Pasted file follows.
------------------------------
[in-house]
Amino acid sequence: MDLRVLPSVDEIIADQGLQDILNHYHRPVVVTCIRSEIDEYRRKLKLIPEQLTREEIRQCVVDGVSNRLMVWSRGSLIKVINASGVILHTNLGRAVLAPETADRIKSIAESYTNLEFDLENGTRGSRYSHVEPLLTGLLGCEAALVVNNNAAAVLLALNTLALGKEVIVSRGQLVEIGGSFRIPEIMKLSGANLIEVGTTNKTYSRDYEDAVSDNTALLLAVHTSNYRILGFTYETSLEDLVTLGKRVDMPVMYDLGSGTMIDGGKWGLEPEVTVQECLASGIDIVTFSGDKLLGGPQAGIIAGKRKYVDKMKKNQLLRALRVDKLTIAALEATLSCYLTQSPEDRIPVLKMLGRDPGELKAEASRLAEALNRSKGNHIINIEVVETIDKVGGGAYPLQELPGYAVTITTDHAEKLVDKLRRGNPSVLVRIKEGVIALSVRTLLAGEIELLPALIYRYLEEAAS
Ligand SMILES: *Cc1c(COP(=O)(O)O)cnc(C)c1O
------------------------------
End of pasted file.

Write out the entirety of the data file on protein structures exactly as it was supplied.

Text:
[in-house]
Amino acid sequence: MDLRVLPSVDEIIADQGLQDILNHYHRPVVVTCIRSEIDEYRRKLKLIPEQLTREEIRQCVVDGVSNRLMVWSRGSLIKVINASGVILHTNLGRAVLAPETADRIKSIAESYTNLEFDLENGTRGSRYSHVEPLLTGLLGCEAALVVNNNAAAVLLALNTLALGKEVIVSRGQLVEIGGSFRIPEIMKLSGANLIEVGTTNKTYSRDYEDAVSDNTALLLAVHTSNYRILGFTYETSLEDLVTLGKRVDMPVMYDLGSGTMIDGGKWGLEPEVTVQECLASGIDIVTFSGDKLLGGPQAGIIAGKRKYVDKMKKNQLLRALRVDKLTIAALEATLSCYLTQSPEDRIPVLKMLGRDPGELKAEASRLAEALNRSKGNHIINIEVVETIDKVGGGAYPLQELPGYAVTITTDHAEKLVDKLRRGNPSVLVRIKEGVIALSVRTLLAGEIELLPALIYRYLEEAAS
Ligand SMILES: *Cc1c(COP(=O)(O)O)cnc(C)c1O